Baking with Children

Baking with Children
Birgit Gunz
In Go Mum

Baking with children is a fabulous and fun way of passing the time. Whether you are making biscuits, cakes or bread, it is all possible. It is a wonderful way to get children to embrace different occasions such as birthdays, Christmas and Easter and they get very excited when they can bake special things for family member’s birthdays or make a Christmas cookie, which certainly gets them into the seasonal spirit. As long as you keep things simple it can’t really go wrong to be honest.

Baking bread is easy and in my experience baking bread with children is not just heaps of fun, but is also a good way of demonstrating that it is possible to take control over what we eat when we make and prepare our own food.  It is also beneficial in teaching them not only where food comes from, but what is and isn’t healthy and what should be seen as a treat!  Baking and cooking is a life skill that should be taught to all children.

From my experience children absolutely love getting their hands stuck into the dough and covered with flour, I am always absolutely stunned by how much interest the children show in the whole process. We all know that a child’s mind is curious and it is great see how they take it all in and get excited by knowing where all the ingredients come from and how it all comes together to make a loaf of bread. Whilst making their little loaves the children get very creative with shapes and toppings and it is quite apparent how much they actually enjoy the whole process from making the dough to receiving their loaves from the oven. Their faces couldn’t shine more brightly.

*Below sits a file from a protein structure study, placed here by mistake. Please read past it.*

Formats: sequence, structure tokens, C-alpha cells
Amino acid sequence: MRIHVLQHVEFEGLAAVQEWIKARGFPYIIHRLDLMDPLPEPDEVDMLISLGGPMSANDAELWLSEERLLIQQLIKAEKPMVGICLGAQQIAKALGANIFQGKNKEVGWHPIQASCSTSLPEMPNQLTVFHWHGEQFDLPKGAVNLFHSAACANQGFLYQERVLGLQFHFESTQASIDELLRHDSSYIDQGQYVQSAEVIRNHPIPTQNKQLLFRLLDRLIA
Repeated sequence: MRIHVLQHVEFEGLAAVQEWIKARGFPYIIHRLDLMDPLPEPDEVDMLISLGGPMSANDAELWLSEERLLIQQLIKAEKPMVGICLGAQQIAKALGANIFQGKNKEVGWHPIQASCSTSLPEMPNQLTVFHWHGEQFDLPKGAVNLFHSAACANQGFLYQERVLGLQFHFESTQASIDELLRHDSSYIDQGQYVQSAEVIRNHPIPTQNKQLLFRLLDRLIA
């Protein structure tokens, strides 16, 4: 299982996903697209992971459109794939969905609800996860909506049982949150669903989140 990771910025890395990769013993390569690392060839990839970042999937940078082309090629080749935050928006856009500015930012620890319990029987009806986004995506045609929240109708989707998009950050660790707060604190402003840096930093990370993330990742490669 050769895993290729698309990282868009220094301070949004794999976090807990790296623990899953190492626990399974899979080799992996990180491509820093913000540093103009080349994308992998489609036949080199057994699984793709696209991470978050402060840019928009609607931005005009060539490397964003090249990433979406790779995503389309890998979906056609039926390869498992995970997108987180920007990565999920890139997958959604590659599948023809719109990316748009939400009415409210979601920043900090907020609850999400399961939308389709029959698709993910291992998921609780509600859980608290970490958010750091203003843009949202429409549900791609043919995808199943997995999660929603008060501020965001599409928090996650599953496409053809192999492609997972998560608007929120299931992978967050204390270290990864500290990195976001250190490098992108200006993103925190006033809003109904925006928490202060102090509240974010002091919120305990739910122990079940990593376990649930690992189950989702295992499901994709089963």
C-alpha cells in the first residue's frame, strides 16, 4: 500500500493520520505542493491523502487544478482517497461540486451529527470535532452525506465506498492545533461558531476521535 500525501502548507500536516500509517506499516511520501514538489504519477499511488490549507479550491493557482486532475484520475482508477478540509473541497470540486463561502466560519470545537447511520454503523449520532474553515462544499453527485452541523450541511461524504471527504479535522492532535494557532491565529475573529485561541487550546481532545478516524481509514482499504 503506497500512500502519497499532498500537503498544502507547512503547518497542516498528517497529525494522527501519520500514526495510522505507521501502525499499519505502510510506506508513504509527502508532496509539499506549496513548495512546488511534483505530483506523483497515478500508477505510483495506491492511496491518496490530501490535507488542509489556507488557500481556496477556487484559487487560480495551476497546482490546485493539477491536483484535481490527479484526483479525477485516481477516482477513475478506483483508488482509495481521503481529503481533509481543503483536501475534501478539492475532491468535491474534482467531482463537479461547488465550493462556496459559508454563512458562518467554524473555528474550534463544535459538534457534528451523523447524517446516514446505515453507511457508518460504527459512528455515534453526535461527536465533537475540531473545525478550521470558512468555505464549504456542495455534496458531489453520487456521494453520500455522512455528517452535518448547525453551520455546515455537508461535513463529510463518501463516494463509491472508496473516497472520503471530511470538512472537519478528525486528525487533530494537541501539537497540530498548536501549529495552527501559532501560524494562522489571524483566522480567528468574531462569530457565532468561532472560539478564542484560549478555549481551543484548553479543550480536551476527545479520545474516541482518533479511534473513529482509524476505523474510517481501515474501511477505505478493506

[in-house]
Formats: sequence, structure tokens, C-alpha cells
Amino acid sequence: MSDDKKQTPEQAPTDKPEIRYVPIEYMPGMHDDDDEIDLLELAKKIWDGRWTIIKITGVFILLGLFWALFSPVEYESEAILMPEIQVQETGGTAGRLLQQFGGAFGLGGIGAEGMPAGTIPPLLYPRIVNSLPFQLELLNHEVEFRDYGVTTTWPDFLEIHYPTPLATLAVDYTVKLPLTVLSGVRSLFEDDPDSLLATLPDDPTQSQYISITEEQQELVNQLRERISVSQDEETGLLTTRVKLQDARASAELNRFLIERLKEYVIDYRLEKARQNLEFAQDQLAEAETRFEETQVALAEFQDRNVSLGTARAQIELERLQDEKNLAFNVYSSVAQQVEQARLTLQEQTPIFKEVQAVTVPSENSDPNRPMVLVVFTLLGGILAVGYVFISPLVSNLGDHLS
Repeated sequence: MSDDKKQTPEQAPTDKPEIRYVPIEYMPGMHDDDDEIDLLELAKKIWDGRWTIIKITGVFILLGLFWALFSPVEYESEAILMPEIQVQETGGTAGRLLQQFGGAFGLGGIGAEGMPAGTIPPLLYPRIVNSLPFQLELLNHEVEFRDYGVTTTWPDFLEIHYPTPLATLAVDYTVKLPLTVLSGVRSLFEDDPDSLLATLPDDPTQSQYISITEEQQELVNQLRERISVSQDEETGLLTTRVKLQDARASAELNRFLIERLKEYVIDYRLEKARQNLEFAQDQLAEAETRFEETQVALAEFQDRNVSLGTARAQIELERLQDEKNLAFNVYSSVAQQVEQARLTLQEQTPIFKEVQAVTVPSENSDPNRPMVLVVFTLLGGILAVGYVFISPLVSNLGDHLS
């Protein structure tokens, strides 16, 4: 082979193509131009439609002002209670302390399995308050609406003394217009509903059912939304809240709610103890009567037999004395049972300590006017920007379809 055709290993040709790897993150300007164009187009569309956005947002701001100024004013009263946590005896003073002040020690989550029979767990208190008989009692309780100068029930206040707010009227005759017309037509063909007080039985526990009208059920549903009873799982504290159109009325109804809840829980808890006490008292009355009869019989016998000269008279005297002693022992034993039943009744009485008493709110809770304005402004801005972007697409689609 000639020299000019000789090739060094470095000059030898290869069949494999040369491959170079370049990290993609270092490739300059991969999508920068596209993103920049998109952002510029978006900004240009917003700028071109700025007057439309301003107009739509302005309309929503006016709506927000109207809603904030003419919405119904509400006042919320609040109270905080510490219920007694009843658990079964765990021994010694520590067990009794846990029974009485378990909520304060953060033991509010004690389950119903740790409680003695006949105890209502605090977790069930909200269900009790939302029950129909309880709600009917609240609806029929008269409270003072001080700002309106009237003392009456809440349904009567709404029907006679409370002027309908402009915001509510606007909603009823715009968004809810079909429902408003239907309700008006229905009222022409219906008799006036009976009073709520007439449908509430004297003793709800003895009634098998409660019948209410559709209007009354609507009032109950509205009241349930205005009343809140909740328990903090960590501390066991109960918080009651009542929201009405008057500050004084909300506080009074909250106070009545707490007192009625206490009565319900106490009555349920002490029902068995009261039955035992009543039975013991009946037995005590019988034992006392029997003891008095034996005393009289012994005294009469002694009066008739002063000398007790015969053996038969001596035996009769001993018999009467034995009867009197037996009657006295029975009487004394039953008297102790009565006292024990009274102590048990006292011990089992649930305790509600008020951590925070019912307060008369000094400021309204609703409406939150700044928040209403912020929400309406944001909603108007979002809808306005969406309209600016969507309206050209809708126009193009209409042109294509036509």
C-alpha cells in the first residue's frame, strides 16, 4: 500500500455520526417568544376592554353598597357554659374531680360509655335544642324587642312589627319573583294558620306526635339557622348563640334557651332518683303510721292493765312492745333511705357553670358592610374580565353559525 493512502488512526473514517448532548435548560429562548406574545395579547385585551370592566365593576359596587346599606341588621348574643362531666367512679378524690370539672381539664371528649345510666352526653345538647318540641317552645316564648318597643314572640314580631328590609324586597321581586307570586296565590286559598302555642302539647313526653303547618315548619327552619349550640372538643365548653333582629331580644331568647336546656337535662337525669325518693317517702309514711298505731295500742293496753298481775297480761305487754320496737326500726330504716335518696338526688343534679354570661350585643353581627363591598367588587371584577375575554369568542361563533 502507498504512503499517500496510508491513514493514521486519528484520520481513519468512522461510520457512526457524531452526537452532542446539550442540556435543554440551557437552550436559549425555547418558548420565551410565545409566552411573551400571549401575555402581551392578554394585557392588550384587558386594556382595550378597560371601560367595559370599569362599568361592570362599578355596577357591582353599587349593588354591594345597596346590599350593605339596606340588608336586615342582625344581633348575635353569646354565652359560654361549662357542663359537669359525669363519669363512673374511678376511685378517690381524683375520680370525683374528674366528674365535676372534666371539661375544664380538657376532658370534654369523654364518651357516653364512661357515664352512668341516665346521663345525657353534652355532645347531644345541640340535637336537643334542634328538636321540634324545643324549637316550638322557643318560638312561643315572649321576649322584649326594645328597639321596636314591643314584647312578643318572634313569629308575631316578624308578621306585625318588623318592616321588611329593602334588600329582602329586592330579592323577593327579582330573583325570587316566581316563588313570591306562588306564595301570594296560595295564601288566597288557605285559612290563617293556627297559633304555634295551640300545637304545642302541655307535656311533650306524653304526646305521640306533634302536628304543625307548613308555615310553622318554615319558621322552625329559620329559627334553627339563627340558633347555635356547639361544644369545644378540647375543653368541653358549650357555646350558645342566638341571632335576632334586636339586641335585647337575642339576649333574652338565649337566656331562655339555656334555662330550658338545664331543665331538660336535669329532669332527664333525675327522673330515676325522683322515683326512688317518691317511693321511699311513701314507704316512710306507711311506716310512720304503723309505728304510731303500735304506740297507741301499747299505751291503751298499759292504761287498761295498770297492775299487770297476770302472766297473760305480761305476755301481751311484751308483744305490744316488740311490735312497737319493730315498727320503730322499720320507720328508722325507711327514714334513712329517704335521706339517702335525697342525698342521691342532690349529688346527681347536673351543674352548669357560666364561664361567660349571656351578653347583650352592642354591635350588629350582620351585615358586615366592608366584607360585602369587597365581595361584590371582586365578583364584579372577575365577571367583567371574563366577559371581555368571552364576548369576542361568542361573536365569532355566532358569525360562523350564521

Here is an easy bread recipe you can try at home:

Ingredients

  • 340g Wholemeal Bread Flour
  • 340g unbleached white bread flour
  • 13g Salt
  • 13g fresh yeast
  • 400ml Water

Equipment

  • Electric mixer with the 3 basic tools such as a paddle, a dough hook and a whisk.
  • Various size bowls
  • Scale preferably one that does 1g steps
  • Dough scraper
  • Measuring jug,
  • Silicone paper
  • Tins and trays
  • Cooling rack
  • Piping bag if you want to use icing
  • Bake stone (If you really want to push the boat out and get serious about bread baking a bake stone is also a good thing have)
  • Method
  1. Using an electric mixer with a hook attached, on a slow speed, mix until all ingredients are combined. Turn mixer to fast and mix for another 7-8 minutes.
  1. Tip dough onto lightly floured surface and shape to a ball. Place this in a bowl and cover with a tea towel. Leave the dough to rest until it has doubled in size (1hour)
  1. Place dough on lightly floured surface again, knock back and knead until you have a tight ball. Divide into 4 equal pieces, shape into cylinders and place into 10-12cm tins. Place those in a warm place to prove until they have doubled in size. Preheat your oven to 240 degrees Celsius (220 if fan assisted).
  1. Place your tins in the oven and bake for approx. 20 minutes or until golden brown. Carefully take loaves out of the oven and tins and place on wire rack to cool.

Optional finish: sprinkle top with flour or seeds before prove. If using seeds, spray dough cylinders with a little water to make seeds stick.

Birgit Gunz

About Birgit Gunz

After a successful 11 year career in the City, Birgit Gunz recognised a gap in the market and Frankonia was born. Starting as a shop in Wimbledon in 1998, Frankonia is now a multi million pound business and has an extensive client list that includes some of the greatest brand names in the hospitality world such as The Savoy Hotel, Simpsons, The Sanderson and Selfridges.

Signature products that Frankonia bake and supply to these names include different style rye breads, pretzels, slow fermentation sourdoughs and a large range of breads for afternoon tea.

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